Dollar drifts higher as geopolitical concerns mount
21/Jul/2014 • Currency Updates•
Last week brought investors’ focus squarely back to geopolitical issues. The downing of a passenger jet over rebel-held territory in the Ukraine, and the escalation of the Israeli attack on Gaza dominated the headlines. As one would expect, political uncertainty buoyed the dollar, which ended the week moderately up against both sterling and the euro. Among risk assets, equities took the skittishness relatively well, but credit spreads and European peripheral bonds suffered, weighted down by the lack of positive headlines on the troubles of Portuguese lender Banco Espiritu Santo.
A surprising spike in both headline and core inflation was the main news last week in the UK. Headline inflation rose from 1.5% to 1.9% YoY, and core inflation rose even more, from 1.6% to 2.0%. Transport services and clothing and footwear inflation accounted for most of this jump. We think these surprises have mostly to do with seasonal discounting patterns, and expect them to be reversed over the summer months.
The labour market continued to give mixed signals. The unemployment rate in the three months to May dropped again, to 6.5%, but the absence of any pay growth became even more pronounced, as average weekly earnings slowed from 0.8% YoY to 0.3% YoY. Real pay is therefore continuing to shrink, a development that supports our call that the most likely timetable for the first hike from the Bank of England will not come until the first quarter of 2015.
Economic data out of the Eurozone last week was mostly weak. Industrial production fell 1.1% on the month in May, confirming the weakness we had seen in the national reports. Again, we are seeing a gap develop between the relatively optimistic manufacturing PMI index and actual production data, a pattern that we have been pointing to for some time. The German ZEW index of investors sentiment, which tends to lead developments in the German PMI, softened somewhat. However, both the ZEW and industrial production belong in the second-tier category, and all eyes now turn to the more important PMI indices to be released next week. We expect them to be consistent with sluggish growth of around 1%. This insufficient rate, together with deflationary pressures, means that there is a non-zero chance that the ECB will announce further aggressive measures at its September meeting.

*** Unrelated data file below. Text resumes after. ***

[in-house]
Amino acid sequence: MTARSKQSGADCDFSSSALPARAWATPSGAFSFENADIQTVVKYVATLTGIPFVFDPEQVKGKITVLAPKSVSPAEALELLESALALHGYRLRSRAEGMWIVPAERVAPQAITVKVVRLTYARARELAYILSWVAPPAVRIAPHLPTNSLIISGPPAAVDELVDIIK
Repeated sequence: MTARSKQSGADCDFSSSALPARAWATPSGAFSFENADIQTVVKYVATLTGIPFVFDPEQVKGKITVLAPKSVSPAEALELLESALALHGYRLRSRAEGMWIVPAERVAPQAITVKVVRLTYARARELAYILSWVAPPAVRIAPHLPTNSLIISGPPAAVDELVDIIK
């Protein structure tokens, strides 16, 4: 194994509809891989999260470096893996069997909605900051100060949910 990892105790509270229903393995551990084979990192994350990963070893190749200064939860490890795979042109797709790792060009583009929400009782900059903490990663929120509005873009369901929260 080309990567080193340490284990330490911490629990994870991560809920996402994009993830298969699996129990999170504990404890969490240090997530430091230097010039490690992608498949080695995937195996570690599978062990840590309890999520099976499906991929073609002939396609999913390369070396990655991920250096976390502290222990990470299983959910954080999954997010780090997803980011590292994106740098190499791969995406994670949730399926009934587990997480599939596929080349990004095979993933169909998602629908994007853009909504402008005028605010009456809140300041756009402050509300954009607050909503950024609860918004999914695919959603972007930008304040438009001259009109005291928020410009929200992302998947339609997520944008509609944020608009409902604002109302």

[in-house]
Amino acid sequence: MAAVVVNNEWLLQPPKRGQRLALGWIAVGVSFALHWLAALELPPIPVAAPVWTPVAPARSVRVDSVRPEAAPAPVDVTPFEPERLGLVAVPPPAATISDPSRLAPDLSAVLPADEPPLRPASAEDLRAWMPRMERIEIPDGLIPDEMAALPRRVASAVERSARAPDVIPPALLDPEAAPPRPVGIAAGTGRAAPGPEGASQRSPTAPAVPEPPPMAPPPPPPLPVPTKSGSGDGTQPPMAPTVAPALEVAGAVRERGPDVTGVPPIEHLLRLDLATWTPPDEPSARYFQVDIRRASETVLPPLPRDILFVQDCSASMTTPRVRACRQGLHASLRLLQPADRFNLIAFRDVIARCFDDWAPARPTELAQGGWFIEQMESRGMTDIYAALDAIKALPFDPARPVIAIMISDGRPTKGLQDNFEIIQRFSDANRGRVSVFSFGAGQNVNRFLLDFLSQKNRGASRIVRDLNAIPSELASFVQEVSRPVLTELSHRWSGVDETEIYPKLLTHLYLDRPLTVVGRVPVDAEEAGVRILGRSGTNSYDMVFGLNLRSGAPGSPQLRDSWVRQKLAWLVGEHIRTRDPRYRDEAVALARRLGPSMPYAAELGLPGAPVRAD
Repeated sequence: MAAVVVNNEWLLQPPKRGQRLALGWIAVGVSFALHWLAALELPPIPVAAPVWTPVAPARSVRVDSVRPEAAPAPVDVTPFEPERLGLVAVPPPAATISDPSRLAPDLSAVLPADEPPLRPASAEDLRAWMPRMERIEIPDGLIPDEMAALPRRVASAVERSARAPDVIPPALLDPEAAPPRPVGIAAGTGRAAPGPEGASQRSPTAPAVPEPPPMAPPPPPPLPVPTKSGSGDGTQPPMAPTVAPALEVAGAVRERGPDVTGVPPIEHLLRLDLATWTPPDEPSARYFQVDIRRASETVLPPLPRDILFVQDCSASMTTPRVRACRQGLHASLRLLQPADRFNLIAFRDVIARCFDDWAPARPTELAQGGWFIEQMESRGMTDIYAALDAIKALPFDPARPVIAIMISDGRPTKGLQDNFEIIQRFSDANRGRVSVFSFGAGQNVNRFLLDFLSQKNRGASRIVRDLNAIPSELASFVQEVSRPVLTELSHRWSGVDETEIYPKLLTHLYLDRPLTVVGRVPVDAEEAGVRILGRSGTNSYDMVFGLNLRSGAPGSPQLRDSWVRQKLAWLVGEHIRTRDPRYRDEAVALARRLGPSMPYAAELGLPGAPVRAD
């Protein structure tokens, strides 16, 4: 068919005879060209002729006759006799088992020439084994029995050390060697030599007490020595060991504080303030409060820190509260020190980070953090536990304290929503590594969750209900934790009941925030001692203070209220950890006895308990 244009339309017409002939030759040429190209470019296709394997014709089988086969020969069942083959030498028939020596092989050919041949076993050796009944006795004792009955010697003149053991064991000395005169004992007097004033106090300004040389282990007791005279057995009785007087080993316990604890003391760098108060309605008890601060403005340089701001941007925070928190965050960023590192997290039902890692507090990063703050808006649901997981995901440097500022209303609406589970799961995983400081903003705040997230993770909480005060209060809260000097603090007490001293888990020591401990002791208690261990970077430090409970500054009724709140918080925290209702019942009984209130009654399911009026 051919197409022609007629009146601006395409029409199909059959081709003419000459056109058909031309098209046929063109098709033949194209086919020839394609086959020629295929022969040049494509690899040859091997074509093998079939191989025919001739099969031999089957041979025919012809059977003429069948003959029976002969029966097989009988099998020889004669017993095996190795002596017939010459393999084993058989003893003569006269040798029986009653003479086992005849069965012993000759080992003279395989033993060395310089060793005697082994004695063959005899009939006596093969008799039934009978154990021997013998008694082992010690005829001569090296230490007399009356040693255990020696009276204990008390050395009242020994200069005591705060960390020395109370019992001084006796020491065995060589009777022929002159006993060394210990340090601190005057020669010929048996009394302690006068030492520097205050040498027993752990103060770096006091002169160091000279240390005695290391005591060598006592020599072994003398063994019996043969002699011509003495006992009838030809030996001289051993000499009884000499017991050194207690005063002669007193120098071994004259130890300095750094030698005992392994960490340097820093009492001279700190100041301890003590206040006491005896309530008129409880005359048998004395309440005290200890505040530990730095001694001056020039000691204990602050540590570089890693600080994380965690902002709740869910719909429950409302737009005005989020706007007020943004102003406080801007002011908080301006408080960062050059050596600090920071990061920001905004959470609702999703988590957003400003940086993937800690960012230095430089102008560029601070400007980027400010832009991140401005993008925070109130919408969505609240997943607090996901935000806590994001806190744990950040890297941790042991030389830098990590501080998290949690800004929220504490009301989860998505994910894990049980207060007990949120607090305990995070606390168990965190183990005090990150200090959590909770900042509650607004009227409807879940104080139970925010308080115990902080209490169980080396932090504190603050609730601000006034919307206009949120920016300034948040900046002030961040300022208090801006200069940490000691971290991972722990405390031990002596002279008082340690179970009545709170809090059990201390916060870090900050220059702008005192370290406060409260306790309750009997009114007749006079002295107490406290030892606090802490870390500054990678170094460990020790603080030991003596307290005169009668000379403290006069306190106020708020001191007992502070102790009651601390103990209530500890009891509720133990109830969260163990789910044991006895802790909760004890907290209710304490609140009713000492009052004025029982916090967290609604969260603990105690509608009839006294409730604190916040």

June economic reports were mixed. On the one hand, core retail sales in June rose a solid 0.6% on the month, leaving the trend clearly above the 4% annualised level. Very strong July surveys from the manufacturing sector contrasted with nearly flat factory industrial production in June. The housing sector continues to send conflicting signals, as very strong home sales contrasted with a 9.3% decline in housing starts. None of these second-tier reports change our view, supported by recent labour market strength, of a US economy bouncing back strongly from a weather-induced first quarter decline.